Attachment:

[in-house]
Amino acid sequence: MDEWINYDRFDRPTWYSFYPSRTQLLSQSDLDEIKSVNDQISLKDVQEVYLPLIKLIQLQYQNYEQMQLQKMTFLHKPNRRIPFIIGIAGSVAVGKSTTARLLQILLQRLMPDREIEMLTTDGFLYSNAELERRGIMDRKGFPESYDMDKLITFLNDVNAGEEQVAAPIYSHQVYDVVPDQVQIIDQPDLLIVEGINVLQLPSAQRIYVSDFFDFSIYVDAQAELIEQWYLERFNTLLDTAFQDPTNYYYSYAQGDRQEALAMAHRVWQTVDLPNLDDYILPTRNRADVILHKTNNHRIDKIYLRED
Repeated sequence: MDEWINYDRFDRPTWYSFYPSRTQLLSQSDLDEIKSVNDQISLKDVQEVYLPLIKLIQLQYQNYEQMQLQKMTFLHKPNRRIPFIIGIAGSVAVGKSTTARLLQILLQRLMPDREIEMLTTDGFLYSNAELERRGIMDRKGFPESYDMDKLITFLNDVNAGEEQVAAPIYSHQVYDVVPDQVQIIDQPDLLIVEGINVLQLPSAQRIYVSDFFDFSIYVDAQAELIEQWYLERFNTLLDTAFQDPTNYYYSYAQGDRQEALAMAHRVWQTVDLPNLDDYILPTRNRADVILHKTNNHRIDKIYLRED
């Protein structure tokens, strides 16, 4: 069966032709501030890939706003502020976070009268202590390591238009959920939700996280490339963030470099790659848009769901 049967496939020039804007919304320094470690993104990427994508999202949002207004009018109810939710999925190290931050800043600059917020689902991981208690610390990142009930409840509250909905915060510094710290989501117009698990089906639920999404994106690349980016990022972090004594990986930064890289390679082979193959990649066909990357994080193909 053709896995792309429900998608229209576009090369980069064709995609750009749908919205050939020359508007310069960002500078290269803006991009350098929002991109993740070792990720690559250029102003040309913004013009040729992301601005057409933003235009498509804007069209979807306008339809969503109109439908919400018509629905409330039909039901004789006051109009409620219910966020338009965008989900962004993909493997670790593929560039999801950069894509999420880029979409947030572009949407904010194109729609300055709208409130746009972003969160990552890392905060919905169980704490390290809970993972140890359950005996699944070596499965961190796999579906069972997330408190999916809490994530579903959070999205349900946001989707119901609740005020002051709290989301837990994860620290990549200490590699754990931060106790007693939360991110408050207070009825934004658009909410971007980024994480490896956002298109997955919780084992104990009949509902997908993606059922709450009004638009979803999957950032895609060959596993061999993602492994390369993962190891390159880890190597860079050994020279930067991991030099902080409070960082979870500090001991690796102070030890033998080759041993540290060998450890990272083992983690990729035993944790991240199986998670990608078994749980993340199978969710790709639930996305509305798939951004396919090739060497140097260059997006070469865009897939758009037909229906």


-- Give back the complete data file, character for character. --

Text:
[in-house]
Amino acid sequence: MDEWINYDRFDRPTWYSFYPSRTQLLSQSDLDEIKSVNDQISLKDVQEVYLPLIKLIQLQYQNYEQMQLQKMTFLHKPNRRIPFIIGIAGSVAVGKSTTARLLQILLQRLMPDREIEMLTTDGFLYSNAELERRGIMDRKGFPESYDMDKLITFLNDVNAGEEQVAAPIYSHQVYDVVPDQVQIIDQPDLLIVEGINVLQLPSAQRIYVSDFFDFSIYVDAQAELIEQWYLERFNTLLDTAFQDPTNYYYSYAQGDRQEALAMAHRVWQTVDLPNLDDYILPTRNRADVILHKTNNHRIDKIYLRED
Repeated sequence: MDEWINYDRFDRPTWYSFYPSRTQLLSQSDLDEIKSVNDQISLKDVQEVYLPLIKLIQLQYQNYEQMQLQKMTFLHKPNRRIPFIIGIAGSVAVGKSTTARLLQILLQRLMPDREIEMLTTDGFLYSNAELERRGIMDRKGFPESYDMDKLITFLNDVNAGEEQVAAPIYSHQVYDVVPDQVQIIDQPDLLIVEGINVLQLPSAQRIYVSDFFDFSIYVDAQAELIEQWYLERFNTLLDTAFQDPTNYYYSYAQGDRQEALAMAHRVWQTVDLPNLDDYILPTRNRADVILHKTNNHRIDKIYLRED
């Protein structure tokens, strides 16, 4: 069966032709501030890939706003502020976070009268202590390591238009959920939700996280490339963030470099790659848009769901 049967496939020039804007919304320094470690993104990427994508999202949002207004009018109810939710999925190290931050800043600059917020689902991981208690610390990142009930409840509250909905915060510094710290989501117009698990089906639920999404994106690349980016990022972090004594990986930064890289390679082979193959990649066909990357994080193909 053709896995792309429900998608229209576009090369980069064709995609750009749908919205050939020359508007310069960002500078290269803006991009350098929002991109993740070792990720690559250029102003040309913004013009040729992301601005057409933003235009498509804007069209979807306008339809969503109109439908919400018509629905409330039909039901004789006051109009409620219910966020338009965008989900962004993909493997670790593929560039999801950069894509999420880029979409947030572009949407904010194109729609300055709208409130746009972003969160990552890392905060919905169980704490390290809970993972140890359950005996699944070596499965961190796999579906069972997330408190999916809490994530579903959070999205349900946001989707119901609740005020002051709290989301837990994860620290990549200490590699754990931060106790007693939360991110408050207070009825934004658009909410971007980024994480490896956002298109997955919780084992104990009949509902997908993606059922709450009004638009979803999957950032895609060959596993061999993602492994390369993962190891390159880890190597860079050994020279930067991991030099902080409070960082979870500090001991690796102070030890033998080759041993540290060998450890990272083992983690990729035993944790991240199986998670990608078994749980993340199978969710790709639930996305509305798939951004396919090739060497140097260059997006070469865009897939758009037909229906």